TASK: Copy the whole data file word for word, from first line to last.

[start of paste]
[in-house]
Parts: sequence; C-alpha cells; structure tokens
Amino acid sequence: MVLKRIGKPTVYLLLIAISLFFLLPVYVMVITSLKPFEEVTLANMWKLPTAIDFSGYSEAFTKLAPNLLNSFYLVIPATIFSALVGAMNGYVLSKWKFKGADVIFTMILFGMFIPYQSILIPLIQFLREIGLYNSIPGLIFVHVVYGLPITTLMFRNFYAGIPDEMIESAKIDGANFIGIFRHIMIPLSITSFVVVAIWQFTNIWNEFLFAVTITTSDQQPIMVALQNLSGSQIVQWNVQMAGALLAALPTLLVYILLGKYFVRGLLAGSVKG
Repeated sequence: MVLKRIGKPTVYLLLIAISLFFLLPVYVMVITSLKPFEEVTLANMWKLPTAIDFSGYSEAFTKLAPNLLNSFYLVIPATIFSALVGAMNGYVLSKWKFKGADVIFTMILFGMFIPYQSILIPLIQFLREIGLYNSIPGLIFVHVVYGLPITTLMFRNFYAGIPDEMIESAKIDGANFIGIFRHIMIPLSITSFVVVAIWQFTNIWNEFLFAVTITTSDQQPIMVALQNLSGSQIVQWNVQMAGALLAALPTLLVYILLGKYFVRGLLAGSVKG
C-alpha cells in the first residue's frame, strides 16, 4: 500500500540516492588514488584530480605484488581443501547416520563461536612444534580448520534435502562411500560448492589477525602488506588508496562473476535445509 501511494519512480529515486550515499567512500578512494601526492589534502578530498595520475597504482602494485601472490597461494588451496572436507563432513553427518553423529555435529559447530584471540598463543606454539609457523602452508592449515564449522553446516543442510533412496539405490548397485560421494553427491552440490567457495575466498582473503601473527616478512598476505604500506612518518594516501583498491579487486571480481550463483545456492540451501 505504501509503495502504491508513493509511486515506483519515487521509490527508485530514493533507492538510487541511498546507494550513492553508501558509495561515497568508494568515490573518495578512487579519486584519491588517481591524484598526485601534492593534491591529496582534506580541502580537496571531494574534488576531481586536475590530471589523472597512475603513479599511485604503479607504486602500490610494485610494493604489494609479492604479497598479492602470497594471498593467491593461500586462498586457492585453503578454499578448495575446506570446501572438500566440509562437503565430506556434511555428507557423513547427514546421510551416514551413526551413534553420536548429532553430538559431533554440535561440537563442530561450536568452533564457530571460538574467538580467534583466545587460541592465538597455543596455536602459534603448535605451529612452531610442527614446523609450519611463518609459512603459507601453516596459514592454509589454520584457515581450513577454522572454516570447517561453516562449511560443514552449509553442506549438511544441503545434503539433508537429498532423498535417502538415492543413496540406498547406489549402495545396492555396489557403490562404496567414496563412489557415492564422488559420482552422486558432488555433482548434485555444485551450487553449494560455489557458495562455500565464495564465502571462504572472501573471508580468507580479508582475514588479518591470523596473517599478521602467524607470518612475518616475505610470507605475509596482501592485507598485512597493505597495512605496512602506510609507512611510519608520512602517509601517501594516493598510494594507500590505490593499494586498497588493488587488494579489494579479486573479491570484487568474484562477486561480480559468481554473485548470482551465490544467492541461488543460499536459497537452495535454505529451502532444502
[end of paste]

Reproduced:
[in-house]
Parts: sequence; C-alpha cells; structure tokens
Amino acid sequence: MVLKRIGKPTVYLLLIAISLFFLLPVYVMVITSLKPFEEVTLANMWKLPTAIDFSGYSEAFTKLAPNLLNSFYLVIPATIFSALVGAMNGYVLSKWKFKGADVIFTMILFGMFIPYQSILIPLIQFLREIGLYNSIPGLIFVHVVYGLPITTLMFRNFYAGIPDEMIESAKIDGANFIGIFRHIMIPLSITSFVVVAIWQFTNIWNEFLFAVTITTSDQQPIMVALQNLSGSQIVQWNVQMAGALLAALPTLLVYILLGKYFVRGLLAGSVKG
Repeated sequence: MVLKRIGKPTVYLLLIAISLFFLLPVYVMVITSLKPFEEVTLANMWKLPTAIDFSGYSEAFTKLAPNLLNSFYLVIPATIFSALVGAMNGYVLSKWKFKGADVIFTMILFGMFIPYQSILIPLIQFLREIGLYNSIPGLIFVHVVYGLPITTLMFRNFYAGIPDEMIESAKIDGANFIGIFRHIMIPLSITSFVVVAIWQFTNIWNEFLFAVTITTSDQQPIMVALQNLSGSQIVQWNVQMAGALLAALPTLLVYILLGKYFVRGLLAGSVKG
C-alpha cells in the first residue's frame, strides 16, 4: 500500500540516492588514488584530480605484488581443501547416520563461536612444534580448520534435502562411500560448492589477525602488506588508496562473476535445509 501511494519512480529515486550515499567512500578512494601526492589534502578530498595520475597504482602494485601472490597461494588451496572436507563432513553427518553423529555435529559447530584471540598463543606454539609457523602452508592449515564449522553446516543442510533412496539405490548397485560421494553427491552440490567457495575466498582473503601473527616478512598476505604500506612518518594516501583498491579487486571480481550463483545456492540451501 505504501509503495502504491508513493509511486515506483519515487521509490527508485530514493533507492538510487541511498546507494550513492553508501558509495561515497568508494568515490573518495578512487579519486584519491588517481591524484598526485601534492593534491591529496582534506580541502580537496571531494574534488576531481586536475590530471589523472597512475603513479599511485604503479607504486602500490610494485610494493604489494609479492604479497598479492602470497594471498593467491593461500586462498586457492585453503578454499578448495575446506570446501572438500566440509562437503565430506556434511555428507557423513547427514546421510551416514551413526551413534553420536548429532553430538559431533554440535561440537563442530561450536568452533564457530571460538574467538580467534583466545587460541592465538597455543596455536602459534603448535605451529612452531610442527614446523609450519611463518609459512603459507601453516596459514592454509589454520584457515581450513577454522572454516570447517561453516562449511560443514552449509553442506549438511544441503545434503539433508537429498532423498535417502538415492543413496540406498547406489549402495545396492555396489557403490562404496567414496563412489557415492564422488559420482552422486558432488555433482548434485555444485551450487553449494560455489557458495562455500565464495564465502571462504572472501573471508580468507580479508582475514588479518591470523596473517599478521602467524607470518612475518616475505610470507605475509596482501592485507598485512597493505597495512605496512602506510609507512611510519608520512602517509601517501594516493598510494594507500590505490593499494586498497588493488587488494579489494579479486573479491570484487568474484562477486561480480559468481554473485548470482551465490544467492541461488543460499536459497537452495535454505529451502532444502